A Filipino entrepreneurial couple tells HNM how they convinced a family-run Singaporean brand to grant them the first franchising deal outside of the city-state.
Boon Tong Kee (BTK), a Singaporean chain, had never let any franchising opportunity touch the business since the day it opened in 1983. Joy Rodriguez with her husband, Michael, learned this the hard way in 2011, when she had them rethink over their doubts.
Like in many franchising negotiations, BTK’s utmost concern was quality. Its growth in Singapore was slow but certain, opening only seven outlets in the duration of three decades. All throughout, it was solely managed by the Thian family, who began the business with a stall in 1979 serving Cantonese chicken rice. The family’s focus on resiliency and food quality, rather than on expansion, attracted a large following and propelled BTK among the foodie destinations in the city-state. In 2010, a CNN Travel article endorsed its chicken rice as one of the “40 Singapore foods we can’t live without.”
It took a series of Singapore-Manila trips by the Thians and the couple before any answer was in sight. Joy Rodriguez recounted how BTK owners tried select Chinese restaurants in the metropolis for competition and took notes of trends and Filipino dining preferences. Another set of visit focused on supplier competence, looking for the best supplier of chicken, meat, tofu, and vegetables to match BTK’s requirements and even flying some to Singapore for tests.
Studying a menu today at one of the two existing BTK in the Philippines at the Mall of Asia and Powerplant Mall, most probably say little about supplier management. It would interest them to know that the franchisees transport condiments and seasonings every week from Singapore—one of the key agreements made. The weekly duration makes them sure that the essential ingredients are fresh.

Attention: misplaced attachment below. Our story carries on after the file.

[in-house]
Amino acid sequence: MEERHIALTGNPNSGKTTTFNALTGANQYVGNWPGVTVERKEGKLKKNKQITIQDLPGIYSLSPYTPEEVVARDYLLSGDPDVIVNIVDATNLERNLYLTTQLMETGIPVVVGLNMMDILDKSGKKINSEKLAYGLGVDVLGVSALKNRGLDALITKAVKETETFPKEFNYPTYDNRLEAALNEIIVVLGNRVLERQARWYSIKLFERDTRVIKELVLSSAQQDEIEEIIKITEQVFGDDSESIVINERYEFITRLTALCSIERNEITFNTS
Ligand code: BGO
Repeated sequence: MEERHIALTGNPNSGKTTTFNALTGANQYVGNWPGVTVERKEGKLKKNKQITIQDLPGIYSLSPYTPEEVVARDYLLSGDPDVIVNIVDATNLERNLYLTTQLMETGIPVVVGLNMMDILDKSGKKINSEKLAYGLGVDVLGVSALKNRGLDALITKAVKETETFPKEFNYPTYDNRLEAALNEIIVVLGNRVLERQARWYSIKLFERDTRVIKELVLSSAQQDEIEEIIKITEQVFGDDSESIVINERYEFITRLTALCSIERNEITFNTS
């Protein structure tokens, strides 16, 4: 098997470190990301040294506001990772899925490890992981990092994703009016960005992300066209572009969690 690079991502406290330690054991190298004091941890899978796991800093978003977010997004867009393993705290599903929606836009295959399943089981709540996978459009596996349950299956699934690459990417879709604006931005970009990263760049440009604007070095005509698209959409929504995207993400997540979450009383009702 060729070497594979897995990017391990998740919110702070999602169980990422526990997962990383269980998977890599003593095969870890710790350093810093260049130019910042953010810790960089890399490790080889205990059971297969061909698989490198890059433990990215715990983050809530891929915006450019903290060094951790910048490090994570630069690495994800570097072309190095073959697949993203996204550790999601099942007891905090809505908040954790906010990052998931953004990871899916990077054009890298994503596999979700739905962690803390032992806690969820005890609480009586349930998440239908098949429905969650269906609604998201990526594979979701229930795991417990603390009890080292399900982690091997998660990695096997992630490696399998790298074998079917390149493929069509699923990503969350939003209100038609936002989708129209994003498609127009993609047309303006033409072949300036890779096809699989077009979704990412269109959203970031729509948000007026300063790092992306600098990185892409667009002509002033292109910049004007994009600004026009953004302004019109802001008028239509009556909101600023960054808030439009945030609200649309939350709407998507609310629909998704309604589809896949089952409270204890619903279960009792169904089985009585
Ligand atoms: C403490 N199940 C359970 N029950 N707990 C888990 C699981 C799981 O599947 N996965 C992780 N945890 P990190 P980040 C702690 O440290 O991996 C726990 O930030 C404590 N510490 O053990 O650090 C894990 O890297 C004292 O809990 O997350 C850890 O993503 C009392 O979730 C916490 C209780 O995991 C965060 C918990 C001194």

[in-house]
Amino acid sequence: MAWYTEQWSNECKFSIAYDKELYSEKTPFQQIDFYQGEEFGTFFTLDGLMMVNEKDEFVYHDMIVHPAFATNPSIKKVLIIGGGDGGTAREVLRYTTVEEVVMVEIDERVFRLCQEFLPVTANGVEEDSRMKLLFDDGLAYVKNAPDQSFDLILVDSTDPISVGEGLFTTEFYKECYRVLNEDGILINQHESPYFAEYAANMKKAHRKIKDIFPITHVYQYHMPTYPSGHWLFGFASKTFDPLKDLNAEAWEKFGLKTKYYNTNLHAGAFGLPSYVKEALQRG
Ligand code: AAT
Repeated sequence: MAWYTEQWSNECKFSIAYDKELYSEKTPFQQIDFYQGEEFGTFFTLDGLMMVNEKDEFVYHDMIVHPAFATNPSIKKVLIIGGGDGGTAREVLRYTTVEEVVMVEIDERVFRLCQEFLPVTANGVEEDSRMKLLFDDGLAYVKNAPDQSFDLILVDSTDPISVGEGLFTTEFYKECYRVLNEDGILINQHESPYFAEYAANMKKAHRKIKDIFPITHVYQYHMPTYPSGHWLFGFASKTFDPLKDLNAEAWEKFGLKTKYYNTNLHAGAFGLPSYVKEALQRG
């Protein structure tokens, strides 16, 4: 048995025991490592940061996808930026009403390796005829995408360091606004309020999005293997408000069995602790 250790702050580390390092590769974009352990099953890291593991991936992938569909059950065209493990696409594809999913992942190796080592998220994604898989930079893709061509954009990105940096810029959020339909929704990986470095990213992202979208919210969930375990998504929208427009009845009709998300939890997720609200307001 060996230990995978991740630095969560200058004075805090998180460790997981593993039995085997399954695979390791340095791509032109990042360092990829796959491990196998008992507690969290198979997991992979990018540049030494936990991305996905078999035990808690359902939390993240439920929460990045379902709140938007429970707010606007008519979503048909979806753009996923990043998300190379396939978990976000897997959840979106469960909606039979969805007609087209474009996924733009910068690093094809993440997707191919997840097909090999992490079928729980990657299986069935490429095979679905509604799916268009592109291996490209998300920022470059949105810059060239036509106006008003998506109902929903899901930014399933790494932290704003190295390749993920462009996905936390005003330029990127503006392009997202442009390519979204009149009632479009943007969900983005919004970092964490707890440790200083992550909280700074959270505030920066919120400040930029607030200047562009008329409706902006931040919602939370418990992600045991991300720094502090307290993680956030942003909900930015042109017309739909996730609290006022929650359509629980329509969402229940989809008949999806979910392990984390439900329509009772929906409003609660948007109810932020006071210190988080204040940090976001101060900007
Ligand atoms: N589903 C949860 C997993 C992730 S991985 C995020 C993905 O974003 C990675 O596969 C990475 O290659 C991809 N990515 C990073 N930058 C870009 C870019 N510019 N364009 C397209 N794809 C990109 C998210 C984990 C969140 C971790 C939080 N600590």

Fortunately, the others can be locally sourced out, although still under the guidance of the Singapore office. Supplies are only a portion of the entire process to ensure, for instance, that the Crispy Beancurd achieves that “crispy on the outside, soft in the inside” feel or the Hainanese and Crispy Roast Chicken meet expectations. The rest come from the crew, 12 of which spent six months training in Singapore.
Rodriguez did her fair share of training. In a span of three months, she stayed at the city-state and learned front-of-the-house, kitchen, and commissary operations. Franchising BTK became a highly entrepreneurial task for the couple when it seemed that the Thians put a greater concern on passing a 30-year old tradition than on the bottom line reaped from expanding overseas.
Many have been longing for the franchising deal with BTK, including a fast food giant, said Rodriguez. Incredibly, the Rodriguez couple managed to convince Singapore that they would be the better ones trusted.
Asked on what their edge could have been, Rodriguez said that it might be her convincing that she can run the business in the same manner as the Thian’s did: manage it “personally”. While her husband has been adept with restaurant franchising – having a number of chains under his hand – BTK is the first that the couple will handle together.
The restaurant hopes to stand out among the small pool of Singapore restaurants in Metro Manila. Already, BTK is poised to open its third branch in early July and a fourth in September.